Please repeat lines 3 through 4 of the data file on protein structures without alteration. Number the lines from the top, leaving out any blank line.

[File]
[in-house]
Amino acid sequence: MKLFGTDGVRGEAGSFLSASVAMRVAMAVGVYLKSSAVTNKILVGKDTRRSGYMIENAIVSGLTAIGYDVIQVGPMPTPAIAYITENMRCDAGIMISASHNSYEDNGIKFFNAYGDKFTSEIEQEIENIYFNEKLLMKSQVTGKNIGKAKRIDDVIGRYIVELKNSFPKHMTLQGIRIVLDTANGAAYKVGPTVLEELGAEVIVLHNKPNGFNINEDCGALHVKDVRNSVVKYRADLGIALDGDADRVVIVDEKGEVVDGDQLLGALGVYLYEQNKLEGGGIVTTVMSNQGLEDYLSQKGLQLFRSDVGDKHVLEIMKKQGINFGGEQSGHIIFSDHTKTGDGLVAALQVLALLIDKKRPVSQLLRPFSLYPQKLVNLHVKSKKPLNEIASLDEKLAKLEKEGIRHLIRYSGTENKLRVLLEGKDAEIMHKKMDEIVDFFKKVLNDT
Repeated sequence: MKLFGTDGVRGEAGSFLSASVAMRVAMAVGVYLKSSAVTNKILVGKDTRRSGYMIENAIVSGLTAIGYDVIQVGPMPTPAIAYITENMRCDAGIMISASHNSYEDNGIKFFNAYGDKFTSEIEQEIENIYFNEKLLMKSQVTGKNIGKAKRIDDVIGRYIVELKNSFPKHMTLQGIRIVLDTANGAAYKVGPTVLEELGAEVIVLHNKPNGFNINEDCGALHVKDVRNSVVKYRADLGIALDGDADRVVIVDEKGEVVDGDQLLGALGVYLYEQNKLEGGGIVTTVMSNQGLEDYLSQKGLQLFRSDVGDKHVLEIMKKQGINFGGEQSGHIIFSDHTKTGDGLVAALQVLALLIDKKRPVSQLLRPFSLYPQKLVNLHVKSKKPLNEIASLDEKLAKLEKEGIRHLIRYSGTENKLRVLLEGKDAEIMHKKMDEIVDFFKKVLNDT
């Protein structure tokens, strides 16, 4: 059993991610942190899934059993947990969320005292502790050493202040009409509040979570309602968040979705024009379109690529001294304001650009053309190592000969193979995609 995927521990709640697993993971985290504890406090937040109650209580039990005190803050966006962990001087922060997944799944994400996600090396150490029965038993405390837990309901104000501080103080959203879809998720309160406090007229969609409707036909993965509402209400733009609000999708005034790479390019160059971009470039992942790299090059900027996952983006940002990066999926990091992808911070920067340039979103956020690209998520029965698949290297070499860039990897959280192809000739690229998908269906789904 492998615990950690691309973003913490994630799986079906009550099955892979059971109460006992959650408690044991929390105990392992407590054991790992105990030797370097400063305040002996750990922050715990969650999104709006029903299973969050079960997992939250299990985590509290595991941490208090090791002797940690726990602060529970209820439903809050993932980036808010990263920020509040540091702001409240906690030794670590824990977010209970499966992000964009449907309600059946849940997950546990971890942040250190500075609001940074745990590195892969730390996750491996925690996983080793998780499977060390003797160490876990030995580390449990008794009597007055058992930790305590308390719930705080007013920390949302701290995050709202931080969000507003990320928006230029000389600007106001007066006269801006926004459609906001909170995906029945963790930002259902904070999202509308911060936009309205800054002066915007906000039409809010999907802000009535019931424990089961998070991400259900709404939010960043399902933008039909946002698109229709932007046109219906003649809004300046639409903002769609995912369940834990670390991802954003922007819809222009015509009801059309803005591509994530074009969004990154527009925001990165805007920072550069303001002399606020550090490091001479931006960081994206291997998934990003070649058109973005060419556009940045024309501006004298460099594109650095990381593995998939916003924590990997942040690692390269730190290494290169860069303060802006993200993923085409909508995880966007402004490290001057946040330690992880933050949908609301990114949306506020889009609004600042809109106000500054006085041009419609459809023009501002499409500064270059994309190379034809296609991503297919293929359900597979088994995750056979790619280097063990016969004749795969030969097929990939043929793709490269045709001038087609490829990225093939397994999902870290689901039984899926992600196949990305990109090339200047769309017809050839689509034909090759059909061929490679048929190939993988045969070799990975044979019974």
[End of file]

Repeated sequence: MKLFGTDGVRGEAGSFLSASVAMRVAMAVGVYLKSSAVTNKILVGKDTRRSGYMIENAIVSGLTAIGYDVIQVGPMPTPAIAYITENMRCDAGIMISASHNSYEDNGIKFFNAYGDKFTSEIEQEIENIYFNEKLLMKSQVTGKNIGKAKRIDDVIGRYIVELKNSFPKHMTLQGIRIVLDTANGAAYKVGPTVLEELGAEVIVLHNKPNGFNINEDCGALHVKDVRNSVVKYRADLGIALDGDADRVVIVDEKGEVVDGDQLLGALGVYLYEQNKLEGGGIVTTVMSNQGLEDYLSQKGLQLFRSDVGDKHVLEIMKKQGINFGGEQSGHIIFSDHTKTGDGLVAALQVLALLIDKKRPVSQLLRPFSLYPQKLVNLHVKSKKPLNEIASLDEKLAKLEKEGIRHLIRYSGTENKLRVLLEGKDAEIMHKKMDEIVDFFKKVLNDT
């Protein structure tokens, strides 16, 4: 059993991610942190899934059993947990969320005292502790050493202040009409509040979570309602968040979705024009379109690529001294304001650009053309190592000969193979995609 995927521990709640697993993971985290504890406090937040109650209580039990005190803050966006962990001087922060997944799944994400996600090396150490029965038993405390837990309901104000501080103080959203879809998720309160406090007229969609409707036909993965509402209400733009609000999708005034790479390019160059971009470039992942790299090059900027996952983006940002990066999926990091992808911070920067340039979103956020690209998520029965698949290297070499860039990897959280192809000739690229998908269906789904 492998615990950690691309973003913490994630799986079906009550099955892979059971109460006992959650408690044991929390105990392992407590054991790992105990030797370097400063305040002996750990922050715990969650999104709006029903299973969050079960997992939250299990985590509290595991941490208090090791002797940690726990602060529970209820439903809050993932980036808010990263920020509040540091702001409240906690030794670590824990977010209970499966992000964009449907309600059946849940997950546990971890942040250190500075609001940074745990590195892969730390996750491996925690996983080793998780499977060390003797160490876990030995580390449990008794009597007055058992930790305590308390719930705080007013920390949302701290995050709202931080969000507003990320928006230029000389600007106001007066006269801006926004459609906001909170995906029945963790930002259902904070999202509308911060936009309205800054002066915007906000039409809010999907802000009535019931424990089961998070991400259900709404939010960043399902933008039909946002698109229709932007046109219906003649809004300046639409903002769609995912369940834990670390991802954003922007819809222009015509009801059309803005591509994530074009969004990154527009925001990165805007920072550069303001002399606020550090490091001479931006960081994206291997998934990003070649058109973005060419556009940045024309501006004298460099594109650095990381593995998939916003924590990997942040690692390269730190290494290169860069303060802006993200993923085409909508995880966007402004490290001057946040330690992880933050949908609301990114949306506020889009609004600042809109106000500054006085041009419609459809023009501002499409500064270059994309190379034809296609991503297919293929359900597979088994995750056979790619280097063990016969004749795969030969097929990939043929793709490269045709001038087609490829990225093939397994999902870290689901039984899926992600196949990305990109090339200047769309017809050839689509034909090759059909061929490679048929190939993988045969070799990975044979019974």